Why do people believe that they can predict another person’s behaviour based on situations?

Give them the benefit of doubt

“I don’t believe you slept in and forgot to turn in your assignment. You always get good marks.”

“I would have never thought you’d dance so much at the party. You’re usually so reserved.”

Have you ever felt miffed when friends or acquaintances pass judgments as if they know you better than you know yourself? Sure, you get good grades. But that doesn’t mean that you can’t forget to submit an assignment, especially under trying circumstances. And the friend who categorises you as reserved has met you less than a handful of times. You might have come across as reserved because you were hanging out with those who you weren’t particularly close to. But at your best friend’s 21st bash, you let your hair down and danced the night away. None of your close friends was baffled by your exuberance on the dance floor.

Every introductory psychology textbook discusses this phenomenon called the Fundamental Attribution Error. It’s one of the most robust findings of social psychology that has stood the test of time. About 50 years of research suggests that we cannot accurately predict another person’s behaviour based on dispositional information alone. Yet, people persist in believing that they can. In their classic book, The Person and the Situation, Lee Ross and Richard Nisbett dissect this phenomenon of overplaying personal traits and undermining situational factors while understanding the behaviour of others but, at the same time, discounting our own flaws as contextually driven.

Famous test

In a much-cited experiment, students at a seminary first filled out a personality questionnaire. Then they were told to go to another building to deliver a practice lecture. Half the students were told that they were running late, while the other half were told to proceed as though they still had time. On their way, the students encountered a man slumped in an alleyway.

Which students were most likely to help the man? The factor that best predicted whether students would help the man was perceived hurriedness. Only 10% of students who were running late stopped to help, whereas 63% of the other group aided the man.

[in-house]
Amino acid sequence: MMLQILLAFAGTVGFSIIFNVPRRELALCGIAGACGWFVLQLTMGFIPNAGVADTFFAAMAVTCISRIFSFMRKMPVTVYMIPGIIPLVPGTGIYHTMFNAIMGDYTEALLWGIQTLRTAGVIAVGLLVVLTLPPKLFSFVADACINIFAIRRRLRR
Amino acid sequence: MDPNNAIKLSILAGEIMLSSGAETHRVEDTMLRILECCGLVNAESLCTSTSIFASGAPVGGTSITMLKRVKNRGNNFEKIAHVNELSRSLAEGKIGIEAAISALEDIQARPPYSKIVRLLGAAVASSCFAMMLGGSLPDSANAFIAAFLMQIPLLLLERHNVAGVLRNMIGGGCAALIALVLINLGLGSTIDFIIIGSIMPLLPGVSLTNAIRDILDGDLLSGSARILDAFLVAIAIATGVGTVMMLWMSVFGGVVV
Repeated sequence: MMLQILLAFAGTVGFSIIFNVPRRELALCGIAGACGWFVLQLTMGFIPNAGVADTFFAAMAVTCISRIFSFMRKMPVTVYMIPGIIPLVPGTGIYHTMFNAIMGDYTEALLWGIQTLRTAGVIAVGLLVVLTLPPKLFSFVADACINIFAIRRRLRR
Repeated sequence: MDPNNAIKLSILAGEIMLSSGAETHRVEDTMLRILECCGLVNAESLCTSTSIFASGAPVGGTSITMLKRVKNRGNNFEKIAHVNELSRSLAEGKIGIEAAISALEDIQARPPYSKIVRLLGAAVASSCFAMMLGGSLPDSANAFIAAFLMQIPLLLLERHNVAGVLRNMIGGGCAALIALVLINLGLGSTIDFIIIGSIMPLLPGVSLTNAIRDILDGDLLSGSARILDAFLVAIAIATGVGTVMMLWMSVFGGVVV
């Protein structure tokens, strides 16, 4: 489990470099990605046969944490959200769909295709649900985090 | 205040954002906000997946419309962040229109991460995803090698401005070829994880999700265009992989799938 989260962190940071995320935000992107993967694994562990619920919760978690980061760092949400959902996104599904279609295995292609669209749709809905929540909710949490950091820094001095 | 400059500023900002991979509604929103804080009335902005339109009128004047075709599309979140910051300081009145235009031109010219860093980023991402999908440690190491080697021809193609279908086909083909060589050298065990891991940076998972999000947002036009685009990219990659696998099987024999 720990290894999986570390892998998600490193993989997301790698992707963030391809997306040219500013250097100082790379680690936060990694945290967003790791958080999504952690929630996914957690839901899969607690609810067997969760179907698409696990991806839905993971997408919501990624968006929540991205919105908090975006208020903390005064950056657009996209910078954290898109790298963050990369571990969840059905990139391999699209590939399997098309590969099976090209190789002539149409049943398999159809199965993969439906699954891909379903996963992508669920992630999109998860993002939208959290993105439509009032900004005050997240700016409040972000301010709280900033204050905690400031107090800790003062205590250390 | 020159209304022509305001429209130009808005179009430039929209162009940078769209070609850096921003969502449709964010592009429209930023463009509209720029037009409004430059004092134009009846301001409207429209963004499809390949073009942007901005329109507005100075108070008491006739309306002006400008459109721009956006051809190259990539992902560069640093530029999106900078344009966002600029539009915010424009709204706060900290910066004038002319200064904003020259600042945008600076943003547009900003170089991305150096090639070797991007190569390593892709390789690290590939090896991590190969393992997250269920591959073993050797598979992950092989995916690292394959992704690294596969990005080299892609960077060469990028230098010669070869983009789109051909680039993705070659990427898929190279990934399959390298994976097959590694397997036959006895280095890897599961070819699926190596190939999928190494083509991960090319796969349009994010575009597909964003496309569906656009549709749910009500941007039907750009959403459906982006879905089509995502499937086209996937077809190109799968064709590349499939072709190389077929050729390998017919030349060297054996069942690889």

This experiment demonstrates how situational variables can override personality traits in predicting people’s behaviour. But why do we continue to believe in the power of personality traits in predicting behaviour? One reason is that we conflate situational variables with a person’s traits without realising that people play multiple roles in their lives.

Most students typically see their professors only in college (though the pandemic did change that) where their role is to impart knowledge. As a result, professors appear professorial and professional.

Now suppose you encounter one of your profs on a beach in Goa, where the lady who always wears crisp starched saris is lolling on the sand in a pair of shorts and a T-shirt. Does it mean that your Chemistry prof’s personality transformed overnight or that you were exposed only to a limited slice of her persona?

Ross and Nisbett also argue that we tend to be influenced by our first impressions of a person, though they may not necessarily be an accurate portrayal.

Further, we tend to interpret the subsequent behaviour of the person through the lens of our first impressions.

Imagine you are introduced to a stranger, who seems very friendly. Later, that night, you hear him/her make a snarky comment. As your first impression was positive, you will tend to view the person’s sarcasm as a sign of his/her jocularity instead of revising your opinion of his/her amiability.

Incomplete information

Another reason for us falling prey to this cognitive bias is that we don’t have ready access to another person’s thoughts, beliefs and motivations. Additionally, we don’t have complete information regarding the situational factors that drive behaviour. As a result, we tend to make snap judgments and attribute it to personality. So, if a colleague is brusque at a meeting, we assume that curtness is his characteristic feature. On the other hand, if we are blunt during an interaction, we excuse our rudeness by telling ourselves we are running late and have deadlines to meet.

I would like to add a caveat here. This existence of the Fundamental Attribution Error does not imply that personality traits are irrelevant or don’t exist. But really getting to know people involves interacting with them over time in diverse milieus. But, apart from family and close friends, our interactions with other people are limited to certain situations and settings, which poses limits on how well we truly understand them.

So, instead of passing hasty judgments on people’s characters, especially when their behaviour is unfavourable, perhaps, we should give them the benefit of the doubt. Just as we excuse our own misdemeanours to specific situational impulses, let us extend this same generosity to other folks as well.

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